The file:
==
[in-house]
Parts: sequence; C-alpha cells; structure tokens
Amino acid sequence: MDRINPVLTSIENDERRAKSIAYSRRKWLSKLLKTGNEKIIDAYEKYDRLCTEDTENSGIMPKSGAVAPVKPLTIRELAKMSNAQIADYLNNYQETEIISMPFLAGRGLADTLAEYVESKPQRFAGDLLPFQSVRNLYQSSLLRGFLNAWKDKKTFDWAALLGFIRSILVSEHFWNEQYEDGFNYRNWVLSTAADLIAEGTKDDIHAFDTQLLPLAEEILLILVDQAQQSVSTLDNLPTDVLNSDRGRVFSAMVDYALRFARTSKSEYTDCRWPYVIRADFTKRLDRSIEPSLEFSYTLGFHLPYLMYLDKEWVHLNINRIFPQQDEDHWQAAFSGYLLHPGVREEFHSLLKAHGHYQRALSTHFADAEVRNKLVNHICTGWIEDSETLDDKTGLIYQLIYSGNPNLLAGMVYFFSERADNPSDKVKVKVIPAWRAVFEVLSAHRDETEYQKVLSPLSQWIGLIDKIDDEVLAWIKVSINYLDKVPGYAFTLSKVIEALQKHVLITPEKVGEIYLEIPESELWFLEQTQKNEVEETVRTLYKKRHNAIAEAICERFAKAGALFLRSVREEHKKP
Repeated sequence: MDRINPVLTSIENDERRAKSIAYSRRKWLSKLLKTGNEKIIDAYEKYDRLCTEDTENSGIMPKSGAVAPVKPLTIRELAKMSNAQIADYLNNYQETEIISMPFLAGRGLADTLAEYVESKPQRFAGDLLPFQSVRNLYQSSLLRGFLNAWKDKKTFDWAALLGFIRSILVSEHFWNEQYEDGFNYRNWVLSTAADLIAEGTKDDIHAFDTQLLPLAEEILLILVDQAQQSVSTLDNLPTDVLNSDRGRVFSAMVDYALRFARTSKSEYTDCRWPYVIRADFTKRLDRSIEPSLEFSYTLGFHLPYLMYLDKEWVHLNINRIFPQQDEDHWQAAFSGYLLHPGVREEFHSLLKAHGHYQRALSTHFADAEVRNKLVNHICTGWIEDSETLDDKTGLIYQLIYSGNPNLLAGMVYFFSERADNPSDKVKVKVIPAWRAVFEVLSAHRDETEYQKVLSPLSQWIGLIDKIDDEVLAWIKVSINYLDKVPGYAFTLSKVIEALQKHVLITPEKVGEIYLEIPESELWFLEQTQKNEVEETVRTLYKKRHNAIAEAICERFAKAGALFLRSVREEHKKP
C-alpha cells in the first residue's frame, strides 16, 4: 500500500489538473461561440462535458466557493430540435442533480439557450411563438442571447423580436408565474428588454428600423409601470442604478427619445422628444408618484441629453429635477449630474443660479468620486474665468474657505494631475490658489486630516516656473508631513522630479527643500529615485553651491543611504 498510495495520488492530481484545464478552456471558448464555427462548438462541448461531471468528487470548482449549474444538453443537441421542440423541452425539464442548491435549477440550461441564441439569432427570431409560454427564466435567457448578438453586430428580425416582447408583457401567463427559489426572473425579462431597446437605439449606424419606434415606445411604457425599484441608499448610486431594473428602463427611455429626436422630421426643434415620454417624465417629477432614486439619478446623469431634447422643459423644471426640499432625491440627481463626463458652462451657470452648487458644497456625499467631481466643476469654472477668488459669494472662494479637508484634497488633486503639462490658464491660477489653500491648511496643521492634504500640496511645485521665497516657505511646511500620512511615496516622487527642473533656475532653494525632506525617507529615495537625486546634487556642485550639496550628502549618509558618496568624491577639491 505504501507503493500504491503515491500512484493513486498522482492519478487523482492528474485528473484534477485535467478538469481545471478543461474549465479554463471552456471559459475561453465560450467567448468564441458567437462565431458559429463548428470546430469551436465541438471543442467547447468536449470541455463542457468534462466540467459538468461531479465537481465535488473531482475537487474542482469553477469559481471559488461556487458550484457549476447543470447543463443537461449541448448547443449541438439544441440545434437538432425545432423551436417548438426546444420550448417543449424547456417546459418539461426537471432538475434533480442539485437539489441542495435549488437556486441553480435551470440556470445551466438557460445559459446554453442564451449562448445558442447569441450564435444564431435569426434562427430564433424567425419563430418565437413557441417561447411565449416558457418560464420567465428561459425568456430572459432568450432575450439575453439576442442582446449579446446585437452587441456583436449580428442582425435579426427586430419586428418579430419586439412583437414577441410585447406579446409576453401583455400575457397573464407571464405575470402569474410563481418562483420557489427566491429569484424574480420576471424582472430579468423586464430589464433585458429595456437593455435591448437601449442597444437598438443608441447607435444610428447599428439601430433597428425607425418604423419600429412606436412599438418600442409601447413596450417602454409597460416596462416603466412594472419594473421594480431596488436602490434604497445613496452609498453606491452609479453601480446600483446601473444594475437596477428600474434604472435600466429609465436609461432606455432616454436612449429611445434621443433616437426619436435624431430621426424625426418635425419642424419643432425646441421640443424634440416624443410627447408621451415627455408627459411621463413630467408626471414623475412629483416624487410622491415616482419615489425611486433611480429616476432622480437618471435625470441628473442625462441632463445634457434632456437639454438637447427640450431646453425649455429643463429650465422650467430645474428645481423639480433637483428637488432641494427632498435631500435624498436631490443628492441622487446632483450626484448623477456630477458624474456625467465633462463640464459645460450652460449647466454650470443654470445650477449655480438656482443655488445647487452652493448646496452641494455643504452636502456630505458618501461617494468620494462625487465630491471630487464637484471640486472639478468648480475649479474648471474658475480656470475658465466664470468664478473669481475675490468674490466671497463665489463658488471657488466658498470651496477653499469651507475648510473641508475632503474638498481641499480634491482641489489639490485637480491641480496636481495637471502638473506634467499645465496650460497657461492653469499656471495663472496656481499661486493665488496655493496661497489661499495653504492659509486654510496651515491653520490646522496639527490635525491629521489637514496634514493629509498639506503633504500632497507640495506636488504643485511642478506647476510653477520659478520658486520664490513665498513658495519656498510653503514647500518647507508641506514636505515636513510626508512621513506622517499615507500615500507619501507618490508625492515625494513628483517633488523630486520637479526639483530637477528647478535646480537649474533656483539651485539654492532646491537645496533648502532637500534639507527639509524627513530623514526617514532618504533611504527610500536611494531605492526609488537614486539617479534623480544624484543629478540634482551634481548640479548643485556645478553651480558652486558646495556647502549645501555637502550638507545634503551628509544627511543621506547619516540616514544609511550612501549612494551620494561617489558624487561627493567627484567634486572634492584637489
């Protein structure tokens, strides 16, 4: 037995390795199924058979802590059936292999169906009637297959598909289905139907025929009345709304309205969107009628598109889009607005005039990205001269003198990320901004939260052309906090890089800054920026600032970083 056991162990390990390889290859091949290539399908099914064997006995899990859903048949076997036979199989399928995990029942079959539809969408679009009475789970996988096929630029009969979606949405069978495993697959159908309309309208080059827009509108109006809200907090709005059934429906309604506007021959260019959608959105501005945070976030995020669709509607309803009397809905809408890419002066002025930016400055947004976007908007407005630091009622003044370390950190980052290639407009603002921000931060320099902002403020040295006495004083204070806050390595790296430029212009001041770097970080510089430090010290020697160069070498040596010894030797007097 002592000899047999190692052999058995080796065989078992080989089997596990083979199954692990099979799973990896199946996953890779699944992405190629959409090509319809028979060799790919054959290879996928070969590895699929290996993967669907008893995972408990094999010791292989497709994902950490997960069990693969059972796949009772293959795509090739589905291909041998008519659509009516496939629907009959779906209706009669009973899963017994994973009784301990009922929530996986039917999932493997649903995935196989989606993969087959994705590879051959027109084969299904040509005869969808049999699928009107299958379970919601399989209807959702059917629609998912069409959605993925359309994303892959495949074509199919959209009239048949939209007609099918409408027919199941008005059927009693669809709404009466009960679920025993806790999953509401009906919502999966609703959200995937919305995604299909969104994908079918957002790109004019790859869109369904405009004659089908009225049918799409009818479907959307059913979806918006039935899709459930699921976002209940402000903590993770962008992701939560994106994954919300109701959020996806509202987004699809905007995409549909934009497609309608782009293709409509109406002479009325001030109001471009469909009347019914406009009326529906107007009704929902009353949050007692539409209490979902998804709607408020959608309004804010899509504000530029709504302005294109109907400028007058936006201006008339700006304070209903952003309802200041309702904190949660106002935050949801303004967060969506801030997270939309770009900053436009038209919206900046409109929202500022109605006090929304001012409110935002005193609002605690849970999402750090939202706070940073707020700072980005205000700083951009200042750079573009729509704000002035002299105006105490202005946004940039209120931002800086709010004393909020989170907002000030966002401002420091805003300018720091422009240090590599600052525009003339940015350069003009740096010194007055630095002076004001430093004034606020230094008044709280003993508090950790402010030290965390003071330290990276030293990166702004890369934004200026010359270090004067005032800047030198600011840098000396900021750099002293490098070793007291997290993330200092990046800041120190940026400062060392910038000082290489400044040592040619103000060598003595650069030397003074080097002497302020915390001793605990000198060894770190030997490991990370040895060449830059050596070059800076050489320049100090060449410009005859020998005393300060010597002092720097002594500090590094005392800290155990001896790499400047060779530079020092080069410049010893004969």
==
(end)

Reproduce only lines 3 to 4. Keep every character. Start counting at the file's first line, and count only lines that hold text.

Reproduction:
Amino acid sequence: MDRINPVLTSIENDERRAKSIAYSRRKWLSKLLKTGNEKIIDAYEKYDRLCTEDTENSGIMPKSGAVAPVKPLTIRELAKMSNAQIADYLNNYQETEIISMPFLAGRGLADTLAEYVESKPQRFAGDLLPFQSVRNLYQSSLLRGFLNAWKDKKTFDWAALLGFIRSILVSEHFWNEQYEDGFNYRNWVLSTAADLIAEGTKDDIHAFDTQLLPLAEEILLILVDQAQQSVSTLDNLPTDVLNSDRGRVFSAMVDYALRFARTSKSEYTDCRWPYVIRADFTKRLDRSIEPSLEFSYTLGFHLPYLMYLDKEWVHLNINRIFPQQDEDHWQAAFSGYLLHPGVREEFHSLLKAHGHYQRALSTHFADAEVRNKLVNHICTGWIEDSETLDDKTGLIYQLIYSGNPNLLAGMVYFFSERADNPSDKVKVKVIPAWRAVFEVLSAHRDETEYQKVLSPLSQWIGLIDKIDDEVLAWIKVSINYLDKVPGYAFTLSKVIEALQKHVLITPEKVGEIYLEIPESELWFLEQTQKNEVEETVRTLYKKRHNAIAEAICERFAKAGALFLRSVREEHKKP
Repeated sequence: MDRINPVLTSIENDERRAKSIAYSRRKWLSKLLKTGNEKIIDAYEKYDRLCTEDTENSGIMPKSGAVAPVKPLTIRELAKMSNAQIADYLNNYQETEIISMPFLAGRGLADTLAEYVESKPQRFAGDLLPFQSVRNLYQSSLLRGFLNAWKDKKTFDWAALLGFIRSILVSEHFWNEQYEDGFNYRNWVLSTAADLIAEGTKDDIHAFDTQLLPLAEEILLILVDQAQQSVSTLDNLPTDVLNSDRGRVFSAMVDYALRFARTSKSEYTDCRWPYVIRADFTKRLDRSIEPSLEFSYTLGFHLPYLMYLDKEWVHLNINRIFPQQDEDHWQAAFSGYLLHPGVREEFHSLLKAHGHYQRALSTHFADAEVRNKLVNHICTGWIEDSETLDDKTGLIYQLIYSGNPNLLAGMVYFFSERADNPSDKVKVKVIPAWRAVFEVLSAHRDETEYQKVLSPLSQWIGLIDKIDDEVLAWIKVSINYLDKVPGYAFTLSKVIEALQKHVLITPEKVGEIYLEIPESELWFLEQTQKNEVEETVRTLYKKRHNAIAEAICERFAKAGALFLRSVREEHKKP